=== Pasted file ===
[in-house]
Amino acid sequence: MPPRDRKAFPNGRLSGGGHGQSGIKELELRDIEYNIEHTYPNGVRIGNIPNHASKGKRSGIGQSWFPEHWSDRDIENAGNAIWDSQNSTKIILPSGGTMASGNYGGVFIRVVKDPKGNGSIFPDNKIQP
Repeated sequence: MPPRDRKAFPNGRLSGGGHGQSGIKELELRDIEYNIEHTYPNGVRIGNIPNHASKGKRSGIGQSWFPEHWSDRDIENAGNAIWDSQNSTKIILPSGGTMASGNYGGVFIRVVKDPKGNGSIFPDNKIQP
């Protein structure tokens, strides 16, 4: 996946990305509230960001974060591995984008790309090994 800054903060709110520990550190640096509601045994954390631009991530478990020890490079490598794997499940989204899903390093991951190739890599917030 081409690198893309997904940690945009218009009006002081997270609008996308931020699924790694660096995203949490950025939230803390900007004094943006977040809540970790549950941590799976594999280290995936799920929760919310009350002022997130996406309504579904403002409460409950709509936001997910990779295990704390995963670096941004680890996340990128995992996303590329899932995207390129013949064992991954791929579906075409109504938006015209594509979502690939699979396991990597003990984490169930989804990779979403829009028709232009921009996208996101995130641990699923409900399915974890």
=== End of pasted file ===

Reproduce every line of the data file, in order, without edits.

[in-house]
Amino acid sequence: MPPRDRKAFPNGRLSGGGHGQSGIKELELRDIEYNIEHTYPNGVRIGNIPNHASKGKRSGIGQSWFPEHWSDRDIENAGNAIWDSQNSTKIILPSGGTMASGNYGGVFIRVVKDPKGNGSIFPDNKIQP
Repeated sequence: MPPRDRKAFPNGRLSGGGHGQSGIKELELRDIEYNIEHTYPNGVRIGNIPNHASKGKRSGIGQSWFPEHWSDRDIENAGNAIWDSQNSTKIILPSGGTMASGNYGGVFIRVVKDPKGNGSIFPDNKIQP
């Protein structure tokens, strides 16, 4: 996946990305509230960001974060591995984008790309090994 800054903060709110520990550190640096509601045994954390631009991530478990020890490079490598794997499940989204899903390093991951190739890599917030 081409690198893309997904940690945009218009009006002081997270609008996308931020699924790694660096995203949490950025939230803390900007004094943006977040809540970790549950941590799976594999280290995936799920929760919310009350002022997130996406309504579904403002409460409950709509936001997910990779295990704390995963670096941004680890996340990128995992996303590329899932995207390129013949064992991954791929579906075409109504938006015209594509979502690939699979396991990597003990984490169930989804990779979403829009028709232009921009996208996101995130641990699923409900399915974890």